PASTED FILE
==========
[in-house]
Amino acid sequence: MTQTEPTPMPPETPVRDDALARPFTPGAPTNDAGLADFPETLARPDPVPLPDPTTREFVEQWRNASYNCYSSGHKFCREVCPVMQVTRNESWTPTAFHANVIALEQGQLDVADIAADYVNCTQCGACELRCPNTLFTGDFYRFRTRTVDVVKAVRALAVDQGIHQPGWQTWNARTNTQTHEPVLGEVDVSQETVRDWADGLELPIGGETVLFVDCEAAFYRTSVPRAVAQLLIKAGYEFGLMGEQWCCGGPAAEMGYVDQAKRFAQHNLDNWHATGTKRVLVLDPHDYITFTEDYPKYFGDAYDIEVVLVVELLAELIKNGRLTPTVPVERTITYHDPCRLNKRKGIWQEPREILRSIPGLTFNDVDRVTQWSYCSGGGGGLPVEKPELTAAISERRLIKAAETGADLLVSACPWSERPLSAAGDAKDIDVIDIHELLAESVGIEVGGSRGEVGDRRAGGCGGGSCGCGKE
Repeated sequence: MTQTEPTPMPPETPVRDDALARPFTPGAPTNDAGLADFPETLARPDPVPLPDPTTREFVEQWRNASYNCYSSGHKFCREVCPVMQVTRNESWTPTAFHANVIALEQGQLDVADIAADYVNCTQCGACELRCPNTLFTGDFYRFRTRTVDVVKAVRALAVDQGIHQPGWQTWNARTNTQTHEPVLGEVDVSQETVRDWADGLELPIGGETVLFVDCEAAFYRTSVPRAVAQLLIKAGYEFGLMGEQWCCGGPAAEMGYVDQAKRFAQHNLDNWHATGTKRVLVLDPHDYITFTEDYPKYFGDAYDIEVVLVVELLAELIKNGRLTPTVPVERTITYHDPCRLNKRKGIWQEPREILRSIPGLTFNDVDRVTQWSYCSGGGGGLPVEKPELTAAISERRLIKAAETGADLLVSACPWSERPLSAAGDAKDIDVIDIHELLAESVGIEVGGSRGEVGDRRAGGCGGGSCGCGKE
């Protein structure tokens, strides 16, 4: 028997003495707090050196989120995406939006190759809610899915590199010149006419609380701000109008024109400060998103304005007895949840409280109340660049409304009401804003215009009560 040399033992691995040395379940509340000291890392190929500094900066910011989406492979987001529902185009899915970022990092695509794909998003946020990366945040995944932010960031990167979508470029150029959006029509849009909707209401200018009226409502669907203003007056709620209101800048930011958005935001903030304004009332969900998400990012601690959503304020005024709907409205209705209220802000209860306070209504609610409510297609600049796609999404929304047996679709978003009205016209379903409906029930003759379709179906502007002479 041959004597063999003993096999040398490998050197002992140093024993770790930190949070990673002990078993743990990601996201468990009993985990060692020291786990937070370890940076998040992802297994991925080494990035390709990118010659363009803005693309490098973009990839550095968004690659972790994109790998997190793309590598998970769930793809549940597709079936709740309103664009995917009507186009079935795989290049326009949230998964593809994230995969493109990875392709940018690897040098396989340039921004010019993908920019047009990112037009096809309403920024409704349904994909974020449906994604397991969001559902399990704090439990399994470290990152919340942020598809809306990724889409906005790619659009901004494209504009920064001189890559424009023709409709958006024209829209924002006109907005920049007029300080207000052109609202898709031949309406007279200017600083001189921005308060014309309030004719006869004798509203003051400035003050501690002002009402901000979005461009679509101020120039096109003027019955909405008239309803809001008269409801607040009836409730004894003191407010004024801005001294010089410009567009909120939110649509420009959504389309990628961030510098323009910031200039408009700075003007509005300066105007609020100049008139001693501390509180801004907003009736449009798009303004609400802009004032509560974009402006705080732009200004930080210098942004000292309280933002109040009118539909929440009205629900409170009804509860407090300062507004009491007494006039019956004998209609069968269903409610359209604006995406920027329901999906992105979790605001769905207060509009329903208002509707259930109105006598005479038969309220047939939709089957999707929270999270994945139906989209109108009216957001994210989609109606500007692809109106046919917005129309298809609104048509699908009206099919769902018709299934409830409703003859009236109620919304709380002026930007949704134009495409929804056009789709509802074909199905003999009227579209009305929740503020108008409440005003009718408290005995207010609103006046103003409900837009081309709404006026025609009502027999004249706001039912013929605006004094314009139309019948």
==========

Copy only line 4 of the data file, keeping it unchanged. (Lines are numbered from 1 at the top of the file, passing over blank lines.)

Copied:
């Protein structure tokens, strides 16, 4: 028997003495707090050196989120995406939006190759809610899915590199010149006419609380701000109008024109400060998103304005007895949840409280109340660049409304009401804003215009009560 040399033992691995040395379940509340000291890392190929500094900066910011989406492979987001529902185009899915970022990092695509794909998003946020990366945040995944932010960031990167979508470029150029959006029509849009909707209401200018009226409502669907203003007056709620209101800048930011958005935001903030304004009332969900998400990012601690959503304020005024709907409205209705209220802000209860306070209504609610409510297609600049796609999404929304047996679709978003009205016209379903409906029930003759379709179906502007002479 041959004597063999003993096999040398490998050197002992140093024993770790930190949070990673002990078993743990990601996201468990009993985990060692020291786990937070370890940076998040992802297994991925080494990035390709990118010659363009803005693309490098973009990839550095968004690659972790994109790998997190793309590598998970769930793809549940597709079936709740309103664009995917009507186009079935795989290049326009949230998964593809994230995969493109990875392709940018690897040098396989340039921004010019993908920019047009990112037009096809309403920024409704349904994909974020449906994604397991969001559902399990704090439990399994470290990152919340942020598809809306990724889409906005790619659009901004494209504009920064001189890559424009023709409709958006024209829209924002006109907005920049007029300080207000052109609202898709031949309406007279200017600083001189921005308060014309309030004719006869004798509203003051400035003050501690002002009402901000979005461009679509101020120039096109003027019955909405008239309803809001008269409801607040009836409730004894003191407010004024801005001294010089410009567009909120939110649509420009959504389309990628961030510098323009910031200039408009700075003007509005300066105007609020100049008139001693501390509180801004907003009736449009798009303004609400802009004032509560974009402006705080732009200004930080210098942004000292309280933002109040009118539909929440009205629900409170009804509860407090300062507004009491007494006039019956004998209609069968269903409610359209604006995406920027329901999906992105979790605001769905207060509009329903208002509707259930109105006598005479038969309220047939939709089957999707929270999270994945139906989209109108009216957001994210989609109606500007692809109106046919917005129309298809609104048509699908009206099919769902018709299934409830409703003859009236109620919304709380002026930007949704134009495409929804056009789709509802074909199905003999009227579209009305929740503020108008409440005003009718408290005995207010609103006046103003409900837009081309709404006026025609009502027999004249706001039912013929605006004094314009139309019948």